If it’s for something that happens on a flight that was already flown, then the correct answer is to:
- Contact the airline and let them know how you expect them to make it right. If it involved a flight delay or cancellation from a region with consumer protection laws like Europe or Israel, be sure to know your rights when you ask for a specific compensation amount.
- I’ve gone down this road when an airline forgets our confirmed kosher meals or lost a bag and have always been happy with the outcome.
- If the airline won’t resolve it, file an informal complaint with the DOT.
- The DOT has helped me out in many cases where airlines refused to help such as when American cancelled our flight to London and wouldn’t refund us or when Iberia wouldn’t refund us for a cancelled American flight.
- Many DansDeals readers who weren’t able to fly somewhere due to travel bans at their destination have been able to get a cash refund by filing a DOT complaint. Airlines don’t have to refund in this situation, but they often will in order to stay on the DOT’s good side and avoid regulation that might require them to offer refunds to everyone.
- If an informal DOT complaint doesn’t produce results to solve the issue, file a formal complaint with the DOT.
- Many DansDeals readers have received cash refunds for cancelled flights when airlines were ignoring their requests by filing a formal complaint.
- Take an airline to small claims court. Many times an airline may even fail to show up, leading to a default judgment in your favor.
But what about when things happen before your flight?
DDF member Ysturmwind was booked to fly on United from Chicago to Fort Lauderdale this morning. He noticed last night that the seats he previously selected in the middle of the plane for his family of 5 were removed and they were now scattered among several rows in the back of the plane. With 3 kids under the age of 6, was there anything for him to do?
I noted that things like that can happen when there are plane swaps. Airlines have multiple configurations of the same plane variant and as you get closer to a flight, the airline may have to swap in another plane due to scheduling issues. When that happens, you may lose your seat assignment, and even if the airline goes back to your original plane configuration, you won’t get your old seats back.
Unfortunately his flight and other flights from Chicago to Fort Lauderdale were nearly completely booked up, so there wasn’t much United could offer.
Seat assignments are also not guaranteed, but in a situation like this you can usually push for a refund.
But I asked Ysturmwind if a flight from Chicago to Miami or West Palm Beach might work. He had a prepaid rental with Chase at Fort Lauderdale, but upon looking closer he was able to get a full refund for it up to 6 hours before pickup time. Plus the rental from Miami turned out to be $100 cheaper!
While the Miami flight didn’t have empty sears in Economy Minus, it had plenty of space in Economy Plus. I suggested that he call United and say that due to having young children and United losing their seats that were reserved together, would the agent be able to switch them to the Miami flight and book them into Economy Plus seats without any additional cost.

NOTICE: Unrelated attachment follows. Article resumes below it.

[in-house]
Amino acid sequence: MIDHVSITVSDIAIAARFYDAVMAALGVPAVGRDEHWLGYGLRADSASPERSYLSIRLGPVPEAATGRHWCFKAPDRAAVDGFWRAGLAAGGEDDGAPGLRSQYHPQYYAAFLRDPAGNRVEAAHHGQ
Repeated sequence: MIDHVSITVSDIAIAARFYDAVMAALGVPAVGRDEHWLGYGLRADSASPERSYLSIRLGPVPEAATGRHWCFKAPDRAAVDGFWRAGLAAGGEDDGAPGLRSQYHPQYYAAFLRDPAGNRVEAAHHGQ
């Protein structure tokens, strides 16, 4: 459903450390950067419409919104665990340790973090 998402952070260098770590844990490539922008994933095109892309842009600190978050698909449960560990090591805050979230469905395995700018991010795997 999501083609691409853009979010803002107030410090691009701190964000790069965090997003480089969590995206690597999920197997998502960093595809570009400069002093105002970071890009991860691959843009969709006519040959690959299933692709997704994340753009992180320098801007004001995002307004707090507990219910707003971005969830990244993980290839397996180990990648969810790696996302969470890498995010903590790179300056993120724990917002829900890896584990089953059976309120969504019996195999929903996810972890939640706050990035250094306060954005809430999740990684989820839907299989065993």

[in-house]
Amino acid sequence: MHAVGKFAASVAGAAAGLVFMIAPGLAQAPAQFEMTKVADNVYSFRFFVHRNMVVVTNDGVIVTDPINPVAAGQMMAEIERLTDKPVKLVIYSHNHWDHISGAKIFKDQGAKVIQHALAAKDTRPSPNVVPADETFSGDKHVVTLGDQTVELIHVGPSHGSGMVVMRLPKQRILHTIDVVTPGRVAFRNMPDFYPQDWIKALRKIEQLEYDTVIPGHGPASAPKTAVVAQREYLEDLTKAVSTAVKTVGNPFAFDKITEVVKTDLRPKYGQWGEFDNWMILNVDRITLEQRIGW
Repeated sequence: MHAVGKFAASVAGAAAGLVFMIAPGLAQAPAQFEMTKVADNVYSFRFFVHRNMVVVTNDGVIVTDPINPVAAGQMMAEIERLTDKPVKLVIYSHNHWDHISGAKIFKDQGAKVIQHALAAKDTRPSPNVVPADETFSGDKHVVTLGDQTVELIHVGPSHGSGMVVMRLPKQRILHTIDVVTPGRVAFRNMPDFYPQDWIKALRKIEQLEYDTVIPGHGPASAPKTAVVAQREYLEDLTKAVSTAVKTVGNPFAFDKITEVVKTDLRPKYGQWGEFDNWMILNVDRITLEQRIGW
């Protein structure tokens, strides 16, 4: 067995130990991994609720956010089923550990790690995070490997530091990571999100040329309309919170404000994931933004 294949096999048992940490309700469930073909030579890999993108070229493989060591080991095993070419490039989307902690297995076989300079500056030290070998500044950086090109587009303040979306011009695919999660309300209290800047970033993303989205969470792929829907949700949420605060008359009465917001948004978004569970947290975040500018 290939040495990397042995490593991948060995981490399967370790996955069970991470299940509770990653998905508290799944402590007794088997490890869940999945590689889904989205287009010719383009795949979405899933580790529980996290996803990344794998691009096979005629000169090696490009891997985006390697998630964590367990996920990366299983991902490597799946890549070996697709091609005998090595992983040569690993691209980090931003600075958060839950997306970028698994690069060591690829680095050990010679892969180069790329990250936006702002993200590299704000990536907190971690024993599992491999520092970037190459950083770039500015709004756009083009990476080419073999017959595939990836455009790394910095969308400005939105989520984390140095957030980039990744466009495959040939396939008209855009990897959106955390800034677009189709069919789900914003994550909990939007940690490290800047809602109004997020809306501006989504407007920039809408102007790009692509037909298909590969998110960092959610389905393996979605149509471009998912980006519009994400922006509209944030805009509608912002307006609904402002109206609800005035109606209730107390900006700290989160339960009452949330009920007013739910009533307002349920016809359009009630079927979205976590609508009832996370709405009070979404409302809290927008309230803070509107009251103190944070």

And sure enough, United did just that! The family got upgraded seats at no charge and saved money on the car rental. That’s some decent lemonade indeed!
The trick is always having other options in your back pocket. Airlines aren’t going to proactively solve your problems, but if you offer a reasonable solution, most agents (though you may need to ask for manager) will be willing to make things right.
Another common problem is when an airline cancels or changes the schedule on your upcoming flight. Airlines sometimes rebook you on another flight or just leave your ticket as cancelled with you needing to call in. People often get nervous and call the airline to make a rash rebooking decision and then ask for advice. By then it’s too late!
In fact, a schedule change or cancellation is like winning the airline ticket lottery! Often times an airline won’t even let you know about a change, you just have to notice it on their site and compare it to your original email confirmation.
When an airline changes your flight schedule by roughly 2+ hours or cancels your flight, you are entitled to make free changes to flights on nearby dates without paying the difference in fare or you can get a cash refund. It’s even better than purchasing a refundable ticket as you won’t pay the difference in fare for a more expensive flight. You can also change your routing, change to nearby airports, and suggest other creative solutions that will work for you.
However once you make a change, you are locked into the new flight. Therefore, the best practice is to just let it sit until you are closer in to the time of your flight. In the meantime, you may decide not to travel or that you want to travel on another date or flight. Just make sure to watch the flight you want to switch to in order to ensure that it doesn’t sell out in the meantime.
Have airlines handed you lemons? Share your stories about you you made lemonade in the comments!